FOM: Meaning vs Significance Nailed Down, Work for Logic and Rev.Math.
Robert S Tragesser
RTragesser at compuserve.com
Wed Dec 10 02:51:21 EST 1997
MEANING AND SIGNIFICABCE SORT OF NAILED DOWN
Contents: Making exact the distinction between meaning and significance by
following out the distinction between elementary and nonelementary proofs
of theorems, and the bearing of this on CH?.
An open characterizational problem for logic (and a problem set for
Reverse Mathematics?).
How significance can force a change of meaning.
Since Neil Tennant has found useful the distinction between the
meaning and significance of a theorem/problem, and since 'significance' is
as wildly wobbly a signifier as 'meaning', it does seem worthwhile to
point to some examples from a category of mathematical activity which,
borne in mind, would serve to (ostensively) fix (by example) the sense of
both 'meaning' and 'significance', and allow us to articulate the way in
which the question of the significance of CH is anomalous.
Proofs of difficult theorems are often first attained by
non-elementary means, and then the task is to discover an elementary
proof. "Elementary" does not of course mean simple. It means roughly:
proved by means native to the subject with which the statement of the
theorem has greatest affinity, e.g., an elementary proof that there are
infinitely many prime should involve only concepts whose "elements" are
native to the concept "prime natural number".
Example 1. Euclid's proof that there are infinitely many prime numbers is
elementary while Euler's proof (a seed proof for analytic number theory) is
not.
Example 2. (nonelementary) Proof using Pythagorean geometric-figurate
arrays that the sum of the first n positive integers is n(n+1)/2, whereas
an elementary proof would be by mathematical induction [someone asked:
unless one believes that the natural numbers just are fuigural point
arrays?].
Example 3. The Prime Number Theorem (pi(x) squiggle x/logx). The first
proofs were nonelementary (Hadamard/Poussin) because employing the theory
of functions of a complex variable. Erdos/Selberg gave an elementary
proof ("uses only elementary estimates of the relative magnitudes of
primes, relying only on cocepts intrinsic to the conception of prime
number").
Example 4. The Fundamental Theorem of Algebra. It has not (as far as I
know) been given a purely algebraic proof. Here there is some ambiguity
about "elementary proof". Would only a purely algebraic proof be
elementary? Some say not because analytical ideas are inherent to the
sense of the theorem -- "because the field R, and consequently the
extension field C, is a construct belonging to analysis".
Example 5. (Fundamental Theorem continued) Hopf's Theorem &
Gelfand-Mazur theorem.
One way to explore the possibility of an elementary proof might be
to look for more abstract theorems which have the Fundamental Theorem of
Algebra as a consequence. E.g., Hopf's theorem (Every finite dimensional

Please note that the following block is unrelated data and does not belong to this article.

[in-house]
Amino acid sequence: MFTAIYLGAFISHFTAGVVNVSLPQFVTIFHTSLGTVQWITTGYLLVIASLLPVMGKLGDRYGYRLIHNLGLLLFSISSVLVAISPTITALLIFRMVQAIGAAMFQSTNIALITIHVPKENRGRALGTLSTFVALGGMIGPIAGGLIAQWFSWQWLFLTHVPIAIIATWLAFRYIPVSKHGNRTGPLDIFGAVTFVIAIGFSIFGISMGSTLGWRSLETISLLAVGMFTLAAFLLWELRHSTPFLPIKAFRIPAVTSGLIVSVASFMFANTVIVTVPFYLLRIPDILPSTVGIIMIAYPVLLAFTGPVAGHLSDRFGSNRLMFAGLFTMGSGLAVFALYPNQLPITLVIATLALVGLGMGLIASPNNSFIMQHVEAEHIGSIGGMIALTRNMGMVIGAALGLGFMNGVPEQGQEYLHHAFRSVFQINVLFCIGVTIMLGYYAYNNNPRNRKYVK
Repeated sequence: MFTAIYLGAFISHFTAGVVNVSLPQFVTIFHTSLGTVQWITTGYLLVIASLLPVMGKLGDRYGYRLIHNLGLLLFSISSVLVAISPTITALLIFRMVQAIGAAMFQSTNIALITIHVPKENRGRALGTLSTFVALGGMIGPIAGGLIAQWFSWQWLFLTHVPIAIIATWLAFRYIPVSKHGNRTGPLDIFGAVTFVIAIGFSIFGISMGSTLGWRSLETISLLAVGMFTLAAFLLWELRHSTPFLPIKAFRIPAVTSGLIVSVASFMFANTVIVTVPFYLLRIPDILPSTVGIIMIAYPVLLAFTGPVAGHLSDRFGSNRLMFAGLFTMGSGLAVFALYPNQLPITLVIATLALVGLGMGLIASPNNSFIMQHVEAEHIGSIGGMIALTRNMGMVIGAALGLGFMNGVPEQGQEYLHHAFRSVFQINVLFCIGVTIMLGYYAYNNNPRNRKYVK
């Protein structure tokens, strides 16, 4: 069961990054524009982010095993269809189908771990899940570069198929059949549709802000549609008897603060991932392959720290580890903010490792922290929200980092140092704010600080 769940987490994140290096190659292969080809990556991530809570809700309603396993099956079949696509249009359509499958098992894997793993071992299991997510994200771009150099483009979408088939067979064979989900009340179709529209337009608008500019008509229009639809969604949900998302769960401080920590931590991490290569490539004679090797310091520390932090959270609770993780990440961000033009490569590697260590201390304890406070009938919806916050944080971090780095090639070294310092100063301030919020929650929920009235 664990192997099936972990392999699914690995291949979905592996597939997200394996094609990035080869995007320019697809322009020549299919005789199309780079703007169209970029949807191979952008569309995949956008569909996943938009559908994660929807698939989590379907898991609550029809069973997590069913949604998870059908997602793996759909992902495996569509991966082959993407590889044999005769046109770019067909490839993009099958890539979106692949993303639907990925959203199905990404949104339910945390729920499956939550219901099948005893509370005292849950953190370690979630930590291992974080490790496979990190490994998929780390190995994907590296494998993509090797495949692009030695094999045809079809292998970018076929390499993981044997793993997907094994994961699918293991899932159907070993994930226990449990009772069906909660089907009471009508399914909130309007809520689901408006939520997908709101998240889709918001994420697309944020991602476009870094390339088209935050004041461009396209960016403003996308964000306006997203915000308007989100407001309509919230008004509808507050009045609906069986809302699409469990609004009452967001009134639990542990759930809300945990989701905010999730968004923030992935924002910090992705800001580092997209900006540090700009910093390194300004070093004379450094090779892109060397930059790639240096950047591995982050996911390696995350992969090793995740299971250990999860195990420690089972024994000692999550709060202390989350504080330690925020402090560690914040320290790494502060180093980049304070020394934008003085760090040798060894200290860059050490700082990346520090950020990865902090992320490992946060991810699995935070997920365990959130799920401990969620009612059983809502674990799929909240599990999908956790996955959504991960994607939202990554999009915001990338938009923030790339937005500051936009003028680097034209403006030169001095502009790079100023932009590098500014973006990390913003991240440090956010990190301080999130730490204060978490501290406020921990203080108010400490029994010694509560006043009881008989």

real commutative division algebra A = (V,.) is at most 2-dimensional).
No elementary proof seems to be known.--a proof involving topological
mappings of projective spaces P(n) into sphere S(n); a proof from
algebraic geometry (I don't know where).
Gelfand-Mazur Theorem: Every commutative banach division algebra is
isomorphic to field R or C. Apparently GM is a consequence of Hopf; no
elementary proof of GM is apparently known (one apparently popular proof
involves power series whose terms are also power series).
Both Hopf and G-M entail the Fundamental Theorem of Algebra. Are
they somehow part of the deep meaning of the FTA?
SIGNIFICANCE & MEANING: I want to say (by way of anchoring those two
terms): a (proposed) theorem has SIGNIFICANCE beyond MEANING insofar as a
nonelemetary proof (or disproof) of it is given. A (proposed) theorem is
weak in MEANING insofar as an elementary proof (or disproof) of it cannot
be given.
It might be, then, that CH is weak in meaning, where elementary
proof (or disproof) means proof (or disproof) in pure, transfinite set
theory. There are two scenarios WHICH SUGGEST THAT MEANING AND
SIGNIFICANCE CAN VARY (AS IT WERE) INDEPENDENTLY OF ONE ANOTHER:
(1) CH can only be given a nonelemetary proof or disproof (as for
example by appeal to some sort of geometric insight -- perhaps this is what
Goedel had in mind when he spoke of a spatial aspects of sets).
(2) CH has essentially (say) geometric significance (having to do
with intuitive continuity and measure), but that its meaning (in pure
transfinite set theory) is out of wack because pure transfinite set theory
as currently conceived is not right for capturing/representing continuity.
Clearly, Brouwer thought that (2) is the case [AND NOT BECAUSE HE
WAS AN ANTI-REALIST -- AS I ARGUED ABOVE, IN THE END, B'S SUPPOSED
ANTI-REALISM IS OF NO IMPORTANCE WHATSOEVER TO THE EMERGENT REPRESENTATION
OF FLUIDIC CONTINUA!].
Can a similar situation ever occur for a proposed theorem of the
sorts that occur in the five examples? That the SIGNIFICANCE OF A THEOREM
CAN CAUSE US TO REVISE THE TERMS OF ITS STATEMENT IN SUCH A FUNDAMENTAL
WAY, isn't that interesting about set theory???
Could other mathematical theories behave in this way?
Well, isn't this what happened to the Eulerian infinitesimal
calculus -- the significance of the theorems forced a fundamental, radical
change in the terms in which they were cast (fundamentally altering their
meaning, but clarifying their significance)??????????
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